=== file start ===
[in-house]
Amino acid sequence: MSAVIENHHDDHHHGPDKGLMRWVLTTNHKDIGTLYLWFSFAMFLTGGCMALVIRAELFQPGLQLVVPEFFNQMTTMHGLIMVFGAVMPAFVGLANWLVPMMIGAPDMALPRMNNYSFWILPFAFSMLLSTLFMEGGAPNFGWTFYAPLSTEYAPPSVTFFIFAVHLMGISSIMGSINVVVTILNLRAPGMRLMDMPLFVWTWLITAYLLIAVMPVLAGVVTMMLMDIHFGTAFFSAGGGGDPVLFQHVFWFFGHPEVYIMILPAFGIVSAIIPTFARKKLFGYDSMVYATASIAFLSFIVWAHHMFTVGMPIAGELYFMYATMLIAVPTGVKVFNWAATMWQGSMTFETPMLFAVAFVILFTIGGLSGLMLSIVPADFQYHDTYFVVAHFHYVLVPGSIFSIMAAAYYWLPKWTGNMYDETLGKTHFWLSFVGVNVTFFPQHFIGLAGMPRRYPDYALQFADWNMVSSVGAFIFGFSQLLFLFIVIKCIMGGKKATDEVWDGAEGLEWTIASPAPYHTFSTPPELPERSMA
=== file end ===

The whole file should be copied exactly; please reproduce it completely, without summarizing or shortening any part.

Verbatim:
[in-house]
Amino acid sequence: MSAVIENHHDDHHHGPDKGLMRWVLTTNHKDIGTLYLWFSFAMFLTGGCMALVIRAELFQPGLQLVVPEFFNQMTTMHGLIMVFGAVMPAFVGLANWLVPMMIGAPDMALPRMNNYSFWILPFAFSMLLSTLFMEGGAPNFGWTFYAPLSTEYAPPSVTFFIFAVHLMGISSIMGSINVVVTILNLRAPGMRLMDMPLFVWTWLITAYLLIAVMPVLAGVVTMMLMDIHFGTAFFSAGGGGDPVLFQHVFWFFGHPEVYIMILPAFGIVSAIIPTFARKKLFGYDSMVYATASIAFLSFIVWAHHMFTVGMPIAGELYFMYATMLIAVPTGVKVFNWAATMWQGSMTFETPMLFAVAFVILFTIGGLSGLMLSIVPADFQYHDTYFVVAHFHYVLVPGSIFSIMAAAYYWLPKWTGNMYDETLGKTHFWLSFVGVNVTFFPQHFIGLAGMPRRYPDYALQFADWNMVSSVGAFIFGFSQLLFLFIVIKCIMGGKKATDEVWDGAEGLEWTIASPAPYHTFSTPPELPERSMA